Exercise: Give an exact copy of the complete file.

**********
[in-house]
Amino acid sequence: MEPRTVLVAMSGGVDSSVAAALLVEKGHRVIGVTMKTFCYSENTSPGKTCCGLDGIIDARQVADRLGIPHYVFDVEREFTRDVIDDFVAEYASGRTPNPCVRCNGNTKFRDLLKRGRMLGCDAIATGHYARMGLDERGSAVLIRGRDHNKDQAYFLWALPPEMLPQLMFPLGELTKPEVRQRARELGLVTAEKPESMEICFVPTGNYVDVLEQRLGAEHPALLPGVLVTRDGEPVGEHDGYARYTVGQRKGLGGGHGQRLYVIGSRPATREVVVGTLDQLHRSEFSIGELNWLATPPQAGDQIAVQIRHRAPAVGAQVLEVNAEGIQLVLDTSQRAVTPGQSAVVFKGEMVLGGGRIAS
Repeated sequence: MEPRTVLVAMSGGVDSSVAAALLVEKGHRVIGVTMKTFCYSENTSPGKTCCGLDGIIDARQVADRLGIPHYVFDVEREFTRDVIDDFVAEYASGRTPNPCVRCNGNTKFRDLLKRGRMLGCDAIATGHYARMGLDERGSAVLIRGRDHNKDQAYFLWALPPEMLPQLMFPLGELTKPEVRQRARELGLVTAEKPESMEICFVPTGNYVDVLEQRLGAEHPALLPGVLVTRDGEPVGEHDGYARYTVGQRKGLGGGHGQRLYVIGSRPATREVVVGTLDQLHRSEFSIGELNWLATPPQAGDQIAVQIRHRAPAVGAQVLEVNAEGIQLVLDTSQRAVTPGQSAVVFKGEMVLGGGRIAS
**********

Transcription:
[in-house]
Amino acid sequence: MEPRTVLVAMSGGVDSSVAAALLVEKGHRVIGVTMKTFCYSENTSPGKTCCGLDGIIDARQVADRLGIPHYVFDVEREFTRDVIDDFVAEYASGRTPNPCVRCNGNTKFRDLLKRGRMLGCDAIATGHYARMGLDERGSAVLIRGRDHNKDQAYFLWALPPEMLPQLMFPLGELTKPEVRQRARELGLVTAEKPESMEICFVPTGNYVDVLEQRLGAEHPALLPGVLVTRDGEPVGEHDGYARYTVGQRKGLGGGHGQRLYVIGSRPATREVVVGTLDQLHRSEFSIGELNWLATPPQAGDQIAVQIRHRAPAVGAQVLEVNAEGIQLVLDTSQRAVTPGQSAVVFKGEMVLGGGRIAS
Repeated sequence: MEPRTVLVAMSGGVDSSVAAALLVEKGHRVIGVTMKTFCYSENTSPGKTCCGLDGIIDARQVADRLGIPHYVFDVEREFTRDVIDDFVAEYASGRTPNPCVRCNGNTKFRDLLKRGRMLGCDAIATGHYARMGLDERGSAVLIRGRDHNKDQAYFLWALPPEMLPQLMFPLGELTKPEVRQRARELGLVTAEKPESMEICFVPTGNYVDVLEQRLGAEHPALLPGVLVTRDGEPVGEHDGYARYTVGQRKGLGGGHGQRLYVIGSRPATREVVVGTLDQLHRSEFSIGELNWLATPPQAGDQIAVQIRHRAPAVGAQVLEVNAEGIQLVLDTSQRAVTPGQSAVVFKGEMVLGGGRIAS